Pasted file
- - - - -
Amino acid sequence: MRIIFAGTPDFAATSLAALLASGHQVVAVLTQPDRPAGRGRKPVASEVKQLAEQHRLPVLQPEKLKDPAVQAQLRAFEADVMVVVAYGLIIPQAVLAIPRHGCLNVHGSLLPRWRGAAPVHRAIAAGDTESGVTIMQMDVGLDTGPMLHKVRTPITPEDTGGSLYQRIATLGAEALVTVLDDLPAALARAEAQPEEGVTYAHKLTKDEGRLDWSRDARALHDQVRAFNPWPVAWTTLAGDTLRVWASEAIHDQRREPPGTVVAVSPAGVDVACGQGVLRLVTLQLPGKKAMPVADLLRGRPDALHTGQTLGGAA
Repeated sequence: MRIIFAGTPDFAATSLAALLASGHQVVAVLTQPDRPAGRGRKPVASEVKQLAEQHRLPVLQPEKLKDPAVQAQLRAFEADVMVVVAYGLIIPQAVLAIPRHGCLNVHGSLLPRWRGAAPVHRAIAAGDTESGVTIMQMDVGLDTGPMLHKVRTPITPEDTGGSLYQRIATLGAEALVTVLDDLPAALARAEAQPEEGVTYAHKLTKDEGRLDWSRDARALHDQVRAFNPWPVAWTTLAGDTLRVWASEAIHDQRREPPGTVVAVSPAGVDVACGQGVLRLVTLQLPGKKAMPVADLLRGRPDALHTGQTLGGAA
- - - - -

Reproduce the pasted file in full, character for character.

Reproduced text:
Amino acid sequence: MRIIFAGTPDFAATSLAALLASGHQVVAVLTQPDRPAGRGRKPVASEVKQLAEQHRLPVLQPEKLKDPAVQAQLRAFEADVMVVVAYGLIIPQAVLAIPRHGCLNVHGSLLPRWRGAAPVHRAIAAGDTESGVTIMQMDVGLDTGPMLHKVRTPITPEDTGGSLYQRIATLGAEALVTVLDDLPAALARAEAQPEEGVTYAHKLTKDEGRLDWSRDARALHDQVRAFNPWPVAWTTLAGDTLRVWASEAIHDQRREPPGTVVAVSPAGVDVACGQGVLRLVTLQLPGKKAMPVADLLRGRPDALHTGQTLGGAA
Repeated sequence: MRIIFAGTPDFAATSLAALLASGHQVVAVLTQPDRPAGRGRKPVASEVKQLAEQHRLPVLQPEKLKDPAVQAQLRAFEADVMVVVAYGLIIPQAVLAIPRHGCLNVHGSLLPRWRGAAPVHRAIAAGDTESGVTIMQMDVGLDTGPMLHKVRTPITPEDTGGSLYQRIATLGAEALVTVLDDLPAALARAEAQPEEGVTYAHKLTKDEGRLDWSRDARALHDQVRAFNPWPVAWTTLAGDTLRVWASEAIHDQRREPPGTVVAVSPAGVDVACGQGVLRLVTLQLPGKKAMPVADLLRGRPDALHTGQTLGGAA